Online Crime Alerts and Maps
The Elk Grove Police Department has partnered with LexisNexis® Community Crime Map to make crime statistics available to the public via the internet. The service is free to the general public, and allows members of the community to access statistical information that show locations of recent crimes and crime trends taking place in Elk Grove.
Members of the community can also register their email address with LexisNexis Community Crime Map in order to receive email alerts regarding reported crimes in specific areas or neighborhoods of interest to them. A description for the fields included in LexisNexis Community Crime Map are:
- Date: This is the date that the event was entered into the Police Department's Record Management system.
- Event Location: This is the 100th block address and intersection information. CrimeReports.com translates address data into block level data. This means that if an incident occurs at 8380 Laguna Palms Way, it will show up as 8300 block of Laguna Palms Way.
- Event Type: Type of crime reported. (Information concerning incidents involving sex crimes, domestic violence and other offenses set forth in Government Code 6254(f) are restricted and will not be displayed).
- Identifier: A report number automatically generated by the Police Department's Police Department's Record Management system.
The Elk Grove Police Department believes that LexisNexis will help members of the community understand what types of crimes that are occurring in their neighborhoods, as well as encourage residents to call the police when they see suspicious activity taking place.
Yearly Crime Statistics
We started participating in the FBI’s National Incident-Based Reporting System (NIBRS) and reporting NIBRS-compliant crime data to the California Department of Justice for submission to the FBI in November 2021. As the new national data collection standard, NIBRS captures details on victims, known offenders, relationships between victims and offenders, arrestees, property, and drugs involved in crimes for up to 10 offenses within an incident, representing a substantial shift in the way we report crime.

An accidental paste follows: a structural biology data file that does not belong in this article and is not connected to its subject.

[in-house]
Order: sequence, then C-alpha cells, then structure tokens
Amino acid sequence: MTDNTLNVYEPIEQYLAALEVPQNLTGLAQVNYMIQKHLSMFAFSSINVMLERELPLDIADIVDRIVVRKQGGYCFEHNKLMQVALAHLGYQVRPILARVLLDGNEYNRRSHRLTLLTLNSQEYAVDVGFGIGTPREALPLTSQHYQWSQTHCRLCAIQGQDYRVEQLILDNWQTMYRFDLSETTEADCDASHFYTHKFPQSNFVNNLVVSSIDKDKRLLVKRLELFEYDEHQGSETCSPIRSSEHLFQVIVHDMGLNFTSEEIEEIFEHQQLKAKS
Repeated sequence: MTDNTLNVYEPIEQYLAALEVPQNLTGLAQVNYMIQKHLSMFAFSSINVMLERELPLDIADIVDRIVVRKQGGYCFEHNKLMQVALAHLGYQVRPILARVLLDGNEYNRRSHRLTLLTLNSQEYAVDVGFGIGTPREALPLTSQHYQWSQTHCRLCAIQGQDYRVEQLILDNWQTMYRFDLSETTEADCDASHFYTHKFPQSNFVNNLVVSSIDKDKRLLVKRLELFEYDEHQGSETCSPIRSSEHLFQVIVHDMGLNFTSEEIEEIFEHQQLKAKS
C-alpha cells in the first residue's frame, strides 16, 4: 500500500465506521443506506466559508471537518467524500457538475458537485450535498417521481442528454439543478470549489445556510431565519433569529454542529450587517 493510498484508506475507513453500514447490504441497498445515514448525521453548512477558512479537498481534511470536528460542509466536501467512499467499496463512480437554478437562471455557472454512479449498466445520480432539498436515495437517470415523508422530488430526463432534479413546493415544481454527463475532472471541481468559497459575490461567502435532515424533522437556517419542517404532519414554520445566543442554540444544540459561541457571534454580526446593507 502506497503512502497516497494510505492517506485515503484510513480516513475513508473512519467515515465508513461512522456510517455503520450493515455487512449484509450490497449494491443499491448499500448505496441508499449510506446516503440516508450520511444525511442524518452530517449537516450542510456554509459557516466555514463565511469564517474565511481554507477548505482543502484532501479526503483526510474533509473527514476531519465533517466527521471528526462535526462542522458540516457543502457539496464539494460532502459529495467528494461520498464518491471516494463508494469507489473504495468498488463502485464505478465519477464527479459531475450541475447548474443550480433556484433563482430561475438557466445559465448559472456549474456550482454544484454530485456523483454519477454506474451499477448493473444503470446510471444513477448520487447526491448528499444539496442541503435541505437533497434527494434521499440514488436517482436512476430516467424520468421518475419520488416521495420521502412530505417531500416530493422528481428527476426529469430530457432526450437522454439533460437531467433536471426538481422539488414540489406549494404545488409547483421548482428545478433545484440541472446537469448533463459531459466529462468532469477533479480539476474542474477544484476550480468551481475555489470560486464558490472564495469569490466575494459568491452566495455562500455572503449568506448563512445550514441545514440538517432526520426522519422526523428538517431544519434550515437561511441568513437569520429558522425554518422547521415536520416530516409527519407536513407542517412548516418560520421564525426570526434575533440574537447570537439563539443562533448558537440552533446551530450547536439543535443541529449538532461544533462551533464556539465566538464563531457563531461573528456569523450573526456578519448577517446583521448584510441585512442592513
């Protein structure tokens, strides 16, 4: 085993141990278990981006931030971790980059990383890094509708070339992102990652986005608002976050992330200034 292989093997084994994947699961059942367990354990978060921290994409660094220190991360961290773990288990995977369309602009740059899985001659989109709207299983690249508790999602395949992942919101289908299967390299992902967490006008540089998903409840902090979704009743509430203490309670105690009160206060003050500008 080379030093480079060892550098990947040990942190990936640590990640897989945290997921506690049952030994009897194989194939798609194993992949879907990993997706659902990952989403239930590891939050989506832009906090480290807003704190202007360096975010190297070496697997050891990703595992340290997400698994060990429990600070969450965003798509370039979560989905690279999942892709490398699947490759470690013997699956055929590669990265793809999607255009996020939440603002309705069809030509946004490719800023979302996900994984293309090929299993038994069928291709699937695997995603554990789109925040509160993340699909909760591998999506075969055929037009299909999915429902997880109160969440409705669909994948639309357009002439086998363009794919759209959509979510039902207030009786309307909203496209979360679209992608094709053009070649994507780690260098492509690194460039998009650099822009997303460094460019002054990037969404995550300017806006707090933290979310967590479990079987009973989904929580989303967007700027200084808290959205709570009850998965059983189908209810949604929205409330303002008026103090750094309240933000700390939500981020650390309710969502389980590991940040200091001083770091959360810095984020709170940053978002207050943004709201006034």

Implemented to improve the overall quality of crime data collected by law enforcement, NIBRS captures details on each single crime incident—as well as on separate offenses within the same incident—including information on victims, known offenders, relationships between victims and offenders, arrestees, and property involved in crimes.
Unlike data reported through the UCR Program’s traditional Summary Reporting System (SRS)—an aggregate monthly tally of crimes—NIBRS goes much more profound because of its ability to provide circumstances and context for crimes like location, time of day, and whether the incident was cleared.
We began reporting NIBRS-compliant crime data to the California Department of Justice for submission to the FBI on November 1, 2021.
Transitioning to NIBRS will enable us to give context to specific public safety problems. In the future, this change will allow us to provide the community with in-depth information about victimization and offending.
As we transition to NIBRS, our historical crime statistics will likely change significantly. These changes are due to the new reporting requirements and do not necessarily indicate an increase or decrease in the impacted crime categories.